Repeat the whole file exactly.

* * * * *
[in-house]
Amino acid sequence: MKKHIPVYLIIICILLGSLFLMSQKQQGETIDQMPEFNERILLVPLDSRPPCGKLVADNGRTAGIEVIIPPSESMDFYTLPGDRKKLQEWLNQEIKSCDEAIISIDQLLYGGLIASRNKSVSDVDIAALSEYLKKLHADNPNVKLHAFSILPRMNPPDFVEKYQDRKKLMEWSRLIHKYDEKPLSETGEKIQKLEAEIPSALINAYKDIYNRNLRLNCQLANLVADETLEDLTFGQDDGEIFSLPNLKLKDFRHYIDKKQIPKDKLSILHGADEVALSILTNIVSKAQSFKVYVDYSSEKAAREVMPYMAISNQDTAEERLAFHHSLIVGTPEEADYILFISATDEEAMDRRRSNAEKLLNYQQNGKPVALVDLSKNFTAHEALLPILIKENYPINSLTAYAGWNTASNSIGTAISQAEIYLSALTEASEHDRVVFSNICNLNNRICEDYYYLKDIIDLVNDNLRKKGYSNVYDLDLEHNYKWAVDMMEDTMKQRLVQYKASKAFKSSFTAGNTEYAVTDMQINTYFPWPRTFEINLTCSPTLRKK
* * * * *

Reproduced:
[in-house]
Amino acid sequence: MKKHIPVYLIIICILLGSLFLMSQKQQGETIDQMPEFNERILLVPLDSRPPCGKLVADNGRTAGIEVIIPPSESMDFYTLPGDRKKLQEWLNQEIKSCDEAIISIDQLLYGGLIASRNKSVSDVDIAALSEYLKKLHADNPNVKLHAFSILPRMNPPDFVEKYQDRKKLMEWSRLIHKYDEKPLSETGEKIQKLEAEIPSALINAYKDIYNRNLRLNCQLANLVADETLEDLTFGQDDGEIFSLPNLKLKDFRHYIDKKQIPKDKLSILHGADEVALSILTNIVSKAQSFKVYVDYSSEKAAREVMPYMAISNQDTAEERLAFHHSLIVGTPEEADYILFISATDEEAMDRRRSNAEKLLNYQQNGKPVALVDLSKNFTAHEALLPILIKENYPINSLTAYAGWNTASNSIGTAISQAEIYLSALTEASEHDRVVFSNICNLNNRICEDYYYLKDIIDLVNDNLRKKGYSNVYDLDLEHNYKWAVDMMEDTMKQRLVQYKASKAFKSSFTAGNTEYAVTDMQINTYFPWPRTFEINLTCSPTLRKK